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A Writer's Guide to Rigoletto...


We've asked a series of Scottish writers to bring you their takes on the operas the Company is performing during the 2010/11 Season. Giving us her thoughts on Rigoletto is Glasgow-based writer Louise Welsh, who worked with composer Stuart MacRae on our 2009 5:15 opera, Remembrance Day.



She is the author of three novels: The Cutting Room (2002), The Bullet Trick (2006) and Naming the Bones (March 2010). She has also produced many short stories and articles and has written for radio and theatre. Louise is currently writer in residence for The University of Glasgow and Glasgow School of Art. 

Rigoletto – Beauty and the Beasts


Giuseppe Verdi’s Rigoletto is set in a world of princes, courtiers, jesters and exquisite maidens. It’s a fairy-tale kingdom pre-bowdlerisation, where princes do more than kiss the raptured beauty awake; where evil may triumph and goodness go unrewarded.


In true fairy-story style Rigoletto, a jester at the court of the Duke of Mantua, has two special gifts. The first is his ability to make people laugh. The second is his beautiful daughter Gilda who represents all that is good in his life. The jester uses his first gift cruelly, wielding his wit like a weapon. His second treasure, Gilda, he keeps secret from the world, like a miser hoarding his gold. It is Rigoletto who gives his name to the opera, and it is his weakness for viciousness that will lead to the destruction of the person he holds most dear.


Rigoletto can be read as a distorted version of Beauty and the Beast. The opera was adapted from Le Roi s’amuse, a play by Victor Hugo, and like the author’s more famous novel, The Hunchback of Notre-Dame, it juxtaposes physical ugliness and loveliness, posing the question of what will happen when a hideous man is entranced by a beauty he cannot hope to keep. Quasimodo, the deaf, hunchbacked bell ringer of Notre-Dame is unfailing in his devotion for the beautiful Esmeralda, and though his love fails to save her, it nevertheless transcends death; they are buried together and their bones mingle into dust. But Beauty and the Beast is a much retold tale, and goodness does not always find its mate.


In the best known version of the story, Beauty is forced to live with the Beast through a debt incurred by her father, when he innocently picks a rose from the Beast’s garden – a rose for a rose. Beauty’s kindness towards the Beast is steadfast and, despite his dreadful looks, she falls in love with him. Her reward is his transformation into a handsome prince. But might it be that she is attracted by his unconventional appearance, his rough claws and shaggy pelt?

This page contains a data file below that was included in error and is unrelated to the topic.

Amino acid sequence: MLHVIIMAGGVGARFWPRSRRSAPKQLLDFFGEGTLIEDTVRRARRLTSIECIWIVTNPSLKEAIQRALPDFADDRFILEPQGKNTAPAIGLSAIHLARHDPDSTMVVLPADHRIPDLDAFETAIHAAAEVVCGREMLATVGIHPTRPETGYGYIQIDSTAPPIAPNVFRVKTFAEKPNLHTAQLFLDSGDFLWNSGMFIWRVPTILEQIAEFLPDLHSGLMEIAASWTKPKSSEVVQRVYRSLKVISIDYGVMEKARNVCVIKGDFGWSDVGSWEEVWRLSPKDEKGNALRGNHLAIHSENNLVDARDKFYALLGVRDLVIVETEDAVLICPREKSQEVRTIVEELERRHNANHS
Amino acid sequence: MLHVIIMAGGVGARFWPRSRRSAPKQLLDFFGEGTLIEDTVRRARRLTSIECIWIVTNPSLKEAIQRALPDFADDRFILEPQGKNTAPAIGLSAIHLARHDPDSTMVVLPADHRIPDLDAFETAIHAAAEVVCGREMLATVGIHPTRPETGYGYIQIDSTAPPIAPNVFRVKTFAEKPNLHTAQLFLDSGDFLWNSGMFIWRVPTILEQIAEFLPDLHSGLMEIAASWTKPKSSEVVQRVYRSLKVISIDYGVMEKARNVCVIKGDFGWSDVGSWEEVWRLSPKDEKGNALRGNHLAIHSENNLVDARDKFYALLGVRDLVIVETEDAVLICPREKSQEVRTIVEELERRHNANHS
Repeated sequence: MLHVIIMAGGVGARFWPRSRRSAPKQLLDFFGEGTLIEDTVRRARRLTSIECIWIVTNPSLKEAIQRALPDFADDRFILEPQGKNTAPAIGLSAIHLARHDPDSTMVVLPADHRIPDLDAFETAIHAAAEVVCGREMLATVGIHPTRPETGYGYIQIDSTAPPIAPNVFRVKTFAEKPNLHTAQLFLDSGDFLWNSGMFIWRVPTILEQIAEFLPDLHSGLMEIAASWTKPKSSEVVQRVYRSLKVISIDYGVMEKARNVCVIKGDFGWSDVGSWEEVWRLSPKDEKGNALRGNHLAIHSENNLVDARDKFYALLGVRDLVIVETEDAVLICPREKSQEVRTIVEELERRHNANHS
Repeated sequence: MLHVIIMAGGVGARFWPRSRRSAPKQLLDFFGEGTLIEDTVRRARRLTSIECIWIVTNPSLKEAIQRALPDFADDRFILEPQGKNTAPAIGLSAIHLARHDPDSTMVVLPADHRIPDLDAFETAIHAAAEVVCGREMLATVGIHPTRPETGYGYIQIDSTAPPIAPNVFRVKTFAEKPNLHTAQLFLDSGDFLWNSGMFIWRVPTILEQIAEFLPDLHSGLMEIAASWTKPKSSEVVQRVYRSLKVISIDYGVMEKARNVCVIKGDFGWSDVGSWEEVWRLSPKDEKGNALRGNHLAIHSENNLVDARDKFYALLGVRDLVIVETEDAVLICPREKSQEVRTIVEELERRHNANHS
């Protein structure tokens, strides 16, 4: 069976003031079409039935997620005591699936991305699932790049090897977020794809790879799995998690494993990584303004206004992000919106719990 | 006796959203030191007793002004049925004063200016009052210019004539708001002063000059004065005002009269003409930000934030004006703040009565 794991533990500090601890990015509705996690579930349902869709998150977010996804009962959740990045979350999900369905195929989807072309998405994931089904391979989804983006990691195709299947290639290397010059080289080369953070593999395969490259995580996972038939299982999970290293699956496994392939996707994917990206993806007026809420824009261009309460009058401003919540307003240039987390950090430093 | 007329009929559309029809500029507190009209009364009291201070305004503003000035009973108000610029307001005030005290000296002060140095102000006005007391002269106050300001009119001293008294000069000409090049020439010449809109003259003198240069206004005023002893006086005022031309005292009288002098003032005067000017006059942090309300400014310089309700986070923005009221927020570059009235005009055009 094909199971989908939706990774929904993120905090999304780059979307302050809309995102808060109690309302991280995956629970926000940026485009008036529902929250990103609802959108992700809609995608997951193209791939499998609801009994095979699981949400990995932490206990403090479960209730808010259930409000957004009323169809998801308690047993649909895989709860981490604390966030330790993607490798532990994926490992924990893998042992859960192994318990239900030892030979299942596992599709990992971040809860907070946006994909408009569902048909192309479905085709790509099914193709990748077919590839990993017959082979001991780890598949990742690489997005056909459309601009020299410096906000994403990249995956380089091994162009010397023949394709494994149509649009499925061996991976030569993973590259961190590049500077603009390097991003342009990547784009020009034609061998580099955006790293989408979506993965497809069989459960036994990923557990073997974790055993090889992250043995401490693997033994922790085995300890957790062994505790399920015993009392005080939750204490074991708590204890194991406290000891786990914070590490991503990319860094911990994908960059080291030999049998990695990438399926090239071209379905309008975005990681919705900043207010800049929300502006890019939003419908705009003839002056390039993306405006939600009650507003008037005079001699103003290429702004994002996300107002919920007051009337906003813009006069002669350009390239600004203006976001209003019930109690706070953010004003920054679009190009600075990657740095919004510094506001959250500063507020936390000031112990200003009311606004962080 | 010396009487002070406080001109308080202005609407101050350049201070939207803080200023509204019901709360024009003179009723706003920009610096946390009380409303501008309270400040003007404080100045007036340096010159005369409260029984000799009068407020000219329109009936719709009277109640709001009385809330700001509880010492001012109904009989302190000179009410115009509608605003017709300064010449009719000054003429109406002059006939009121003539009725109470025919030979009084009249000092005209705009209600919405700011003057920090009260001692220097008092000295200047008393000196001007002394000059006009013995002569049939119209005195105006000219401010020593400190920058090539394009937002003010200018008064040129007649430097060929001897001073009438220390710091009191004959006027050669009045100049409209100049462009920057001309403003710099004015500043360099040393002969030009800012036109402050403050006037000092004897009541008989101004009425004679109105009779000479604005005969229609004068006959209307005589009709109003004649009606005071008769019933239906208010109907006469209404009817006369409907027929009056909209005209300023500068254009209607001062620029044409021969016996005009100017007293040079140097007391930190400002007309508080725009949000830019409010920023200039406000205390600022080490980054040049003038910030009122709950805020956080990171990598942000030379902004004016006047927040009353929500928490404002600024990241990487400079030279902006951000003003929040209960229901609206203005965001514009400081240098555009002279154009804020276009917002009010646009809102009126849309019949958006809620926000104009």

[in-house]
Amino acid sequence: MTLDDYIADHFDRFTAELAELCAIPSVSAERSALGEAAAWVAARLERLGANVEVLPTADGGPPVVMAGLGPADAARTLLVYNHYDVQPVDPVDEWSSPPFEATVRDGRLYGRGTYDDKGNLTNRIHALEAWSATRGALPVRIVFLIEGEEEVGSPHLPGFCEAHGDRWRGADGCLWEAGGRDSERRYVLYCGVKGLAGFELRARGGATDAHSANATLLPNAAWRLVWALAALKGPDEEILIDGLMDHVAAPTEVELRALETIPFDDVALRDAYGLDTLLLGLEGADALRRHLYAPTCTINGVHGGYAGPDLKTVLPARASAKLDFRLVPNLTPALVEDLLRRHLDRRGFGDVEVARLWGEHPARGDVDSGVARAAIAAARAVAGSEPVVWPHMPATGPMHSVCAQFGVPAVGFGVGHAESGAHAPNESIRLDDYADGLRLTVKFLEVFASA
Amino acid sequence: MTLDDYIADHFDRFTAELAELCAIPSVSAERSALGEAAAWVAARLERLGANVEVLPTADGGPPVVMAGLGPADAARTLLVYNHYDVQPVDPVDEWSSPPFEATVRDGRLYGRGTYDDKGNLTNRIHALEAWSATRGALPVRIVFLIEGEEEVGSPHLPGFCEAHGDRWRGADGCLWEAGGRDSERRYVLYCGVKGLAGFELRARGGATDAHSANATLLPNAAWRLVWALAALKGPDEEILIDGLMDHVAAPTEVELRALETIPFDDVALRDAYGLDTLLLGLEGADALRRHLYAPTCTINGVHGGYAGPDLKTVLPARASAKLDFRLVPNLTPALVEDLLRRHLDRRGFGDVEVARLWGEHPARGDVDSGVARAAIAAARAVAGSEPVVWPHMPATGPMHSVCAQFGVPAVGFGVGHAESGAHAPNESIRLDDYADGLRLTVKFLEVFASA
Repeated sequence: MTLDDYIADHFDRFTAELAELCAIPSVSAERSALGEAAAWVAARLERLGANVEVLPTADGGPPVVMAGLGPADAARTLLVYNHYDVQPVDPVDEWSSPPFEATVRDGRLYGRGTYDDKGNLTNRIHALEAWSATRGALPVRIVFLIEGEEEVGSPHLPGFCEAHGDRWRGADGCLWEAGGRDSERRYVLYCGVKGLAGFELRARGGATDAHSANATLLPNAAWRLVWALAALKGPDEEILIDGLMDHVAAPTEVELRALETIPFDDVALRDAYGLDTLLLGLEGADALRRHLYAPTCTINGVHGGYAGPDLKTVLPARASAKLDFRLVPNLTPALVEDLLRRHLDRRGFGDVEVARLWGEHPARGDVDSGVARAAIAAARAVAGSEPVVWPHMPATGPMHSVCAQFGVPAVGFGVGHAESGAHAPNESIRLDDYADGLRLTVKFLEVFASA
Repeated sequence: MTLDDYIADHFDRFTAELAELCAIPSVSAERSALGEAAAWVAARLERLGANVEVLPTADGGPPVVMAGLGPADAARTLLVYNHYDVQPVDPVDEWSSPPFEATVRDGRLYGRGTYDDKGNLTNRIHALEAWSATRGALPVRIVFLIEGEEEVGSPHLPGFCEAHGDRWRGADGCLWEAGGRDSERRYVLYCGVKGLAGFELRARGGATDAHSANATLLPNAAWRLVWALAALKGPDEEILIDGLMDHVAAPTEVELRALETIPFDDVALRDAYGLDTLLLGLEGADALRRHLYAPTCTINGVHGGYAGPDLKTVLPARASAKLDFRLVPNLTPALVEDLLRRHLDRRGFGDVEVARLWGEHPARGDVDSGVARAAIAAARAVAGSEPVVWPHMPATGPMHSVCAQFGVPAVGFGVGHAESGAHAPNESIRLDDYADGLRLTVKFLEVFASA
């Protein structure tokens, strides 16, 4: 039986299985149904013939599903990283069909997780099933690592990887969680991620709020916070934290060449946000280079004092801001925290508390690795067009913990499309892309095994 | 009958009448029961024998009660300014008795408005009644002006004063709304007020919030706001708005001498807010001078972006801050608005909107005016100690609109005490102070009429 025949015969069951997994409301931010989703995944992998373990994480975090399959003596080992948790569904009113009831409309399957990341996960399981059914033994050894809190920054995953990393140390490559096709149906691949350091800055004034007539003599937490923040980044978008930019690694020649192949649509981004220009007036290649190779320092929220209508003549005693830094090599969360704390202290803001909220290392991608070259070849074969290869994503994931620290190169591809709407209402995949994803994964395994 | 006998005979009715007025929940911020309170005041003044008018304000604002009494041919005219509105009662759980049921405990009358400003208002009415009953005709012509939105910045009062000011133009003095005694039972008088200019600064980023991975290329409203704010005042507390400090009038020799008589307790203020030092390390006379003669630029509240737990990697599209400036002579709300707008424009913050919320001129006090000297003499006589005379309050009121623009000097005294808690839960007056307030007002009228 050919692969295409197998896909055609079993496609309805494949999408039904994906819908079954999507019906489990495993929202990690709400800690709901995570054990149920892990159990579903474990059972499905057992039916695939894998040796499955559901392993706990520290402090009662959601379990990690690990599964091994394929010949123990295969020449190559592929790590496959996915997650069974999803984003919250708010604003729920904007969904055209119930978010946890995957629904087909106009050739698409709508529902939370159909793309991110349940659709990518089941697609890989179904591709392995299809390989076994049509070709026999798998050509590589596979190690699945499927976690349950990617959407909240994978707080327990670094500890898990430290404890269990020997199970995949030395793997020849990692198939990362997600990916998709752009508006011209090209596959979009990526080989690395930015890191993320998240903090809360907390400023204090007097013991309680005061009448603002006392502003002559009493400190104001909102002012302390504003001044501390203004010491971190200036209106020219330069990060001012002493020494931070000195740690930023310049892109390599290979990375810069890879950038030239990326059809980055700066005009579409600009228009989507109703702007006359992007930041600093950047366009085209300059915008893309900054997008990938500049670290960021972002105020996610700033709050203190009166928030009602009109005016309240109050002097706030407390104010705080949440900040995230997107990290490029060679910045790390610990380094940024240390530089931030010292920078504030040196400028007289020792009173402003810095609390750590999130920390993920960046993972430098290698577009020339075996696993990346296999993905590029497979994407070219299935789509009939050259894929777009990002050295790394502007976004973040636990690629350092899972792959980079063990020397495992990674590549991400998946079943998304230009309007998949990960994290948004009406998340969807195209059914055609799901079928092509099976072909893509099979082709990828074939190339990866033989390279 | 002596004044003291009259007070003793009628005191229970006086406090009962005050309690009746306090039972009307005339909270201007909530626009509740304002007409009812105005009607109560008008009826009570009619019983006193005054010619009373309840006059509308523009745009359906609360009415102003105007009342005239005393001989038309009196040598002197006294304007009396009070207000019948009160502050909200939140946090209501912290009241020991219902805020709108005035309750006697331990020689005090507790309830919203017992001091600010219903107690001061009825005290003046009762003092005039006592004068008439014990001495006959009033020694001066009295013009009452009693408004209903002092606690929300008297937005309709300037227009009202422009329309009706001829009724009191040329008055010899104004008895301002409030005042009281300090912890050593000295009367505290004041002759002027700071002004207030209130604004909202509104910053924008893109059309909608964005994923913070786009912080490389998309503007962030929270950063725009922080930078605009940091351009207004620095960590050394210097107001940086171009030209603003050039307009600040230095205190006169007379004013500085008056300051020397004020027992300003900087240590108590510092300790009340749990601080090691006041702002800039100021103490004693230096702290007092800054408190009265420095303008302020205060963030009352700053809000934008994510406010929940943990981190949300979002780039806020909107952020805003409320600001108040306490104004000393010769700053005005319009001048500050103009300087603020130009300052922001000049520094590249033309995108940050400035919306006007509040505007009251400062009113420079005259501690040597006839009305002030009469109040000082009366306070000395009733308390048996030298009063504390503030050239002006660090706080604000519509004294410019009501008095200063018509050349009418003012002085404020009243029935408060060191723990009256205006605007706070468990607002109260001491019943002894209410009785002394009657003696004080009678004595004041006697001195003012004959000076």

His hands were like padded gloves
stitched from smooth black leather
He could swing me off the floor


writes Vicki Feaver in her poem about first love Gorilla* , and Fay Wray casts more than one curiously longing look at her primate captor in the 1933 film King Kong.
The beast in Rigoletto is two formed. Its first aspect is the eponymous hunchbacked jester. The court finds amusement in his misshapen form, but his daughter Gilda, like her mother before her, is moved by love for him. In a conventional telling of the tale her love would be tested until the beast is finally restored to his true, princely self. But although we may question the motives of a father who locks his daughter away, we know Rigoletto cannot marry her. The handsome prince that Gilda falls in love with is not the altered jester, but the dilettante Duke of Mantua, a handsome man determined to exercise his droit de seigneur with as many beautiful women as possible.


When Rigoletto makes cruel fun of Count Ceprano, a father whose daughter the Duke has compromised, the Count lays a curse on the jester and the fairy tale swings into motion. Rigoletto has unwittingly sealed his daughter’s fate.


Two notable contemporary retellings of Beauty and the Beast invest the power in their female protagonists. In Angela Carter’s short story The Courtship of Mr Lyon, it is the heroine who changes into a sleek tiger, no longer willing to hide her own fierce nature. Carol Ann Duffy’s Queen Kong** tells of how she pursued her ‘small, but perfectly formed and gorgeous’ man from her island paradise to New York where,


I picked him, like a chocolate from the top layer
of a box, one Friday night, out of his room
and let him dangle in the air betwen my finger
and my thumb in a teasing, lover’s way . . .


But sweet Gilda lacks claws. Her strength (or is it her weakness) lies in her capacity for sacrifice. For twenty-first century women she is the girl we long to shake some sense into, the inexperienced ingénue entranced by her love of a faithless bad boy. And this is where the fairy-tale analogy falls down, because what we want to shout, as we take her by the shoulders is, ‘forget him, he’ll never change’.


Gilda doesn’t realise the Duke’s true beastly nature until he has stolen her heart. Her devotion endures his violation of her, and her subsequent witnessing of his seduction of another woman. In the end she becomes a martyr to her love. Her father Rigoletto is the accidental agent of her death when Sparafucile, the assassin he has hired to destroy the Duke, murders Gilda in his stead. Gilda dies forgiving both of the men who have brought her life to an undignified and violent end.


When King Kong is finally knocked from his perch atop the Empire State Building a passer by delivers the final verdict: ‘It was beauty killed the beast’. In Rigoletto love also prompts the ultimate sacrifice but here, it is the beasts who destroy beauty.

* Vicki Feaver, The Book of Blood, Cape Poetry (2006)

** Carol Ann Duffy, The World’s Wife, Picador (1999)